Terms, Labels, and Certifications - What Do They All Mean? | CUESA

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March 10, 2005

Terms, Labels, and Certifications - What Do They All Mean?

Walking around the farmers’ market, you hear and see countless descriptions of the food being sold. From the farmer, farm banner, price sign, and other shoppers, come many ways of explaining flavor, texture, growing practices, and region. While some claims and labels have obvious meaning (sweet, fresh, field-grown) others are not so evident (Certified Producer, CCOF grower, biodynamic, free-range). This week, we delve into the meaning behind terms and labels seen at the Ferry Plaza Farmers Market.

Let’s start with the Ferry Plaza Farmers Market itself, a California Certified Farmers’ Market. This means we are a location certified by the Agricultural Commissioner of San Francisco where only California Certified Producers sell agricultural products directly to consumers. All of the farmers who sell at our market are certified as producers by the counties in which they grow. Each county requires the submission of a production list complete with crop types, number of acres, location, estimated harvest and harvest season. From this, a Producer’s Certificate is issued and the county Agricultural Inspector visits the farm during production to confirm that the farmer is growing what they claim to be. It is a farmers’ market manager’s job to ensure that each producer displays their certificate and sells only what appears on that document. There is also a non-certified, adjunct portion of our market in which breads, prepared foods, and non-farmstead cheeses and preserves are sold.

Beyond being certified as growers, many of our farmers hold additional certifications that indicate their adherence to specific environmental or social standards. The most popular of these “eco-labels” is, of course, organic. Organic food, as defined by the USDA, is produced without using most conventional pesticides, fertilizers made with synthetic ingredients or sewage sludge, bioengineering, or ionizing radiation. Organic meat, poultry, eggs, and dairy products come from animals that are given no antibiotics or growth hormones. As of 2002, all produce sold as “organic” must be certified. Farms are certified organic by third-party entities that require the submission of an organic system plan, and who inspect the farm to verify that organic practices are being complied with. Each of these certification agencies is accredited by the USDA and ensures that farmers are adhering to the rules set forth in the Organic Food Production Act of 1990. Although every agency has the same organic standards, farmers choose one over another because of cost, region (Marin Organic only certifies in Marin) or additional services that the certifier offers (California Certified Organic Farmers, CCOF, also offers marketing support and assistance). Farmers at the Ferry Plaza Farmers Market are certified organic by at least eight different agencies to meet their various needs.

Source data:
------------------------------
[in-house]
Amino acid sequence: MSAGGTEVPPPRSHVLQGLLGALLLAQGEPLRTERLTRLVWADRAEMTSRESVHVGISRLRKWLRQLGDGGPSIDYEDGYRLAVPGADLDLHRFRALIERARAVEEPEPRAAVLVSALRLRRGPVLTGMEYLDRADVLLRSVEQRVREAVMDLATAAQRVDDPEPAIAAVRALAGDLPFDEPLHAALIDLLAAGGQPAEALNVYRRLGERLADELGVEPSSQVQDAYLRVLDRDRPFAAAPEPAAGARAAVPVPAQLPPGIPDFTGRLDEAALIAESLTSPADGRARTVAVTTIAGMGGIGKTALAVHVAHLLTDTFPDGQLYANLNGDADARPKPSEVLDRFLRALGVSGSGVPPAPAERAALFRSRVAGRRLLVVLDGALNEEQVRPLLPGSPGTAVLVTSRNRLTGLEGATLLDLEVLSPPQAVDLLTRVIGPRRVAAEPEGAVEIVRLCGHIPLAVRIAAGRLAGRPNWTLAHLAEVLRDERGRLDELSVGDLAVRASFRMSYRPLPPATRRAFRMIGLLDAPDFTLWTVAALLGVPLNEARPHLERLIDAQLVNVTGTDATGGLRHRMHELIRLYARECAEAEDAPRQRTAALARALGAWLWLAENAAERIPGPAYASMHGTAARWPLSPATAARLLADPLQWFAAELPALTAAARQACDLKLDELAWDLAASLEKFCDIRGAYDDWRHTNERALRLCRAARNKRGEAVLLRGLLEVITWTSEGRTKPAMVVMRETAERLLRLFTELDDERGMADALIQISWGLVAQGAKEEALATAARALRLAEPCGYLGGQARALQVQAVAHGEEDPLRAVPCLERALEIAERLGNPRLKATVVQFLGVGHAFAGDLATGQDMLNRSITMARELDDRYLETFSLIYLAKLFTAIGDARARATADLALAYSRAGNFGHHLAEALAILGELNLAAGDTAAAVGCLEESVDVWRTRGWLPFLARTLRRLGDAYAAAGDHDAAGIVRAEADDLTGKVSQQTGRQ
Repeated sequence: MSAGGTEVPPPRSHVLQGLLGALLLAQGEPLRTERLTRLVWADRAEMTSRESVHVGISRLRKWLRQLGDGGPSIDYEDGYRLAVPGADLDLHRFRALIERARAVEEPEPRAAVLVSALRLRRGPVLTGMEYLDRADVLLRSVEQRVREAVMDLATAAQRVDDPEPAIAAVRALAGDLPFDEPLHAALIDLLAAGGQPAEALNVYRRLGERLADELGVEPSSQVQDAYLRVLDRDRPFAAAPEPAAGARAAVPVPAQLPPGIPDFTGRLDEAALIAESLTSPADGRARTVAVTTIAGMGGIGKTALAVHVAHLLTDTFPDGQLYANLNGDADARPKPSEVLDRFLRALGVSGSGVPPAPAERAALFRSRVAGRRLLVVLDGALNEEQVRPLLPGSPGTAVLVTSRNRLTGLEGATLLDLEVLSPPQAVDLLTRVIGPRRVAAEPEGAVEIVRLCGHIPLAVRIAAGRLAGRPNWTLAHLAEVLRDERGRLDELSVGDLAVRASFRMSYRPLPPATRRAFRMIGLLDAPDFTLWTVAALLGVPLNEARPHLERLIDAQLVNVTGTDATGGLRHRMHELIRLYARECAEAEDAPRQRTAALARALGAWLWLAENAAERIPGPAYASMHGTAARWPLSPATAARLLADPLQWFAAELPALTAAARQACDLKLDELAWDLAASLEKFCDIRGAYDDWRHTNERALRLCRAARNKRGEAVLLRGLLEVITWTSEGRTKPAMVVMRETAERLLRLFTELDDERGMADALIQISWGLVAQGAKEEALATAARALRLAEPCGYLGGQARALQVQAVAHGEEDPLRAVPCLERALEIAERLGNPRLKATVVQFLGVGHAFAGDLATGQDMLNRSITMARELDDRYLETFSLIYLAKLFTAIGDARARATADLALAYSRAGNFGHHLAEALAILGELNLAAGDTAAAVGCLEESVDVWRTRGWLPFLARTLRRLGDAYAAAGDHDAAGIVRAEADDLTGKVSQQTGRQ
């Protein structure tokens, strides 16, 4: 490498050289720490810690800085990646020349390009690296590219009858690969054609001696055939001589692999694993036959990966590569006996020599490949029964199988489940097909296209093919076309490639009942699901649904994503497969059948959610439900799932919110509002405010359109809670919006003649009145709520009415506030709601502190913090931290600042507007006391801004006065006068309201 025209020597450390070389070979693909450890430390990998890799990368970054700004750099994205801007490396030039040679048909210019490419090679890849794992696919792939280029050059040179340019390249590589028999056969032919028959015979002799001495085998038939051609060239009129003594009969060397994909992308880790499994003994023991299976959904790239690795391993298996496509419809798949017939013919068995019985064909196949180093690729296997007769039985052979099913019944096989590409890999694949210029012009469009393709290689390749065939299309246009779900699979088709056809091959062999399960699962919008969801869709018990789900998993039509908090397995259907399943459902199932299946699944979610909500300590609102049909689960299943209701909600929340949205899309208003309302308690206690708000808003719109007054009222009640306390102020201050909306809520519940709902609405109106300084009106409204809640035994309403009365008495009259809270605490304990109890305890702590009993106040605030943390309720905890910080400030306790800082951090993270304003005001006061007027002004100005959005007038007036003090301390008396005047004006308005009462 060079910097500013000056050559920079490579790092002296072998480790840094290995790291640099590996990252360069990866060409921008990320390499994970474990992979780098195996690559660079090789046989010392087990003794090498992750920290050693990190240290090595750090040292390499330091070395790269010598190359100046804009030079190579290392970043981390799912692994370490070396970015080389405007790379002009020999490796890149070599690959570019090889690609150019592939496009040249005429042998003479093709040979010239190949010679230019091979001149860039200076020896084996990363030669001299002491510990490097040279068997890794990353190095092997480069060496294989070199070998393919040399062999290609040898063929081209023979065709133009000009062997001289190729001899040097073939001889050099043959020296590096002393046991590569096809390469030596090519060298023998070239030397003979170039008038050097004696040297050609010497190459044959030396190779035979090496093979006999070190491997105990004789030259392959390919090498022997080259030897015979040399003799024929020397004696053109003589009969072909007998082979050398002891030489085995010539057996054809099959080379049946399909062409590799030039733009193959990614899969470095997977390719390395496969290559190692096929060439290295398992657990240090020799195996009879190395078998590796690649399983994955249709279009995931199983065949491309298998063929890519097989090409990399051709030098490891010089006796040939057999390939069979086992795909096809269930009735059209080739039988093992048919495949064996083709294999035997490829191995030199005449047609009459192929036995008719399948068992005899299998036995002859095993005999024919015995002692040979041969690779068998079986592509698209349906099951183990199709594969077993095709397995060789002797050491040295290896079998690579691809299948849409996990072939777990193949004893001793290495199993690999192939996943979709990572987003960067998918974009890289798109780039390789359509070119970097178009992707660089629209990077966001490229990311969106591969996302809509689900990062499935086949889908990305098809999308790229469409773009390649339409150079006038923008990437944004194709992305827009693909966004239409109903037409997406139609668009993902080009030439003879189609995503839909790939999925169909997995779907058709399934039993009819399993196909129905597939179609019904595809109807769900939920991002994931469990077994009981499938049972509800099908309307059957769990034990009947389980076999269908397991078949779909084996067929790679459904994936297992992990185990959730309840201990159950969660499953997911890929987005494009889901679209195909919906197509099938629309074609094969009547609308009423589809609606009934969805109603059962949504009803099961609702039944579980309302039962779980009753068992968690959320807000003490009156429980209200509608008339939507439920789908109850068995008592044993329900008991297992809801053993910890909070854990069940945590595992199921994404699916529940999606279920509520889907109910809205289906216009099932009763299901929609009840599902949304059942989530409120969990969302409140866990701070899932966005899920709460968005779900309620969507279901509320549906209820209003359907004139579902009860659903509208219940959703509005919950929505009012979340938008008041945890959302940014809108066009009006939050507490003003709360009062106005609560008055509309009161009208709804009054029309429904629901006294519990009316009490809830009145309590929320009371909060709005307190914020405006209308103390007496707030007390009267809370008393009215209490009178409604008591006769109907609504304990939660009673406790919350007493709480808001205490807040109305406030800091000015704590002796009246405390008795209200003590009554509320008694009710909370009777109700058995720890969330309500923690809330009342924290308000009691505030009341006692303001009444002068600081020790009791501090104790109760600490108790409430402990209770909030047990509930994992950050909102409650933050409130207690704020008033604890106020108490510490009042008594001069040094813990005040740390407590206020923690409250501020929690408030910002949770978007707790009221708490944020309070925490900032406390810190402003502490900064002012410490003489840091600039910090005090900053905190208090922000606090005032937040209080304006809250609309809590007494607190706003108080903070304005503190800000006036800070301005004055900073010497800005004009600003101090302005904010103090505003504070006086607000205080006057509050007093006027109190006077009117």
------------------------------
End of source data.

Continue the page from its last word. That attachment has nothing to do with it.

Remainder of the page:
A number of farmers in the market whose operations would easily qualify for organic certification choose not to pursue it. Some because of cost and bureaucracy, others because they have direct relationships with their customers and don’t feel the need for a third party to verify their practices. A recent article in the East Bay Express about Knoll Farms explained their decision to become un-certified. The term “organic” does not imply anything about size, diversity, or distribution, so a very small, integrated, diverse farm is as “organic” (though obviously not as sustainable) as a thousand-acre monocrop that is being grown according federal standards. Not wanting to share a category with large industrial farms that use organic practices, the Knolls developed their own label to describe their food and farming methods. Taken from the French term, terrior, which roughly translates to “the essence of place,” the Knolls use the word “Tairwa” to describe their ecological, “organismic” approach to farming, and the amazing food that they produce.

Other labels include a Biodynamic certification called Demeter (The Apple Farm), and a label established by United Farm Workers that indicates the use of only union labor (Swanton Berry Farm). A number of general terms are also used to describe farming practices that have no standard meaning – they are mostly unregulated terms that can be used freely by whomever wishes to use them:

Natural – “Natural” meat and poultry must not contain any artificial flavoring, color ingredients, chemical preservatives, or artificial or synthetic ingredients. When used on any other products, “natural”, and “all-natural” don’t necessarily imply the use of organic or ecologically-grown ingredients.

Pesticide-free – Some farmers avoid the use of pesticides, herbicides, and fungicides but may use some conventional farming techniques such as the application of synthetic fertilizers.

Grass-fed – “Grass-fed” implies that the diet of animals consists of fresh pasture during the growing season and stored grasses during winter months. Grass-feeding is used with ruminant animals such as goats, sheep, bison, and cattle.

Free-range - “Free range” (or free roaming) implies that a meat or poultry product comes from an animal that was raised in the open air or was free to roam. The term “free range” is only regulated by the USDA for use on meat and poultry products. USDA requires that birds have been given access to the outdoors but for an undetermined period each day.

Although all of these terms and labels are important to be familiar with, nothing can teach you more than talking with the people who grow your food, building trust in them, and even visiting their farms.

To learn more about eco-labels, visit www.ecolabels.org.

See you at the market!

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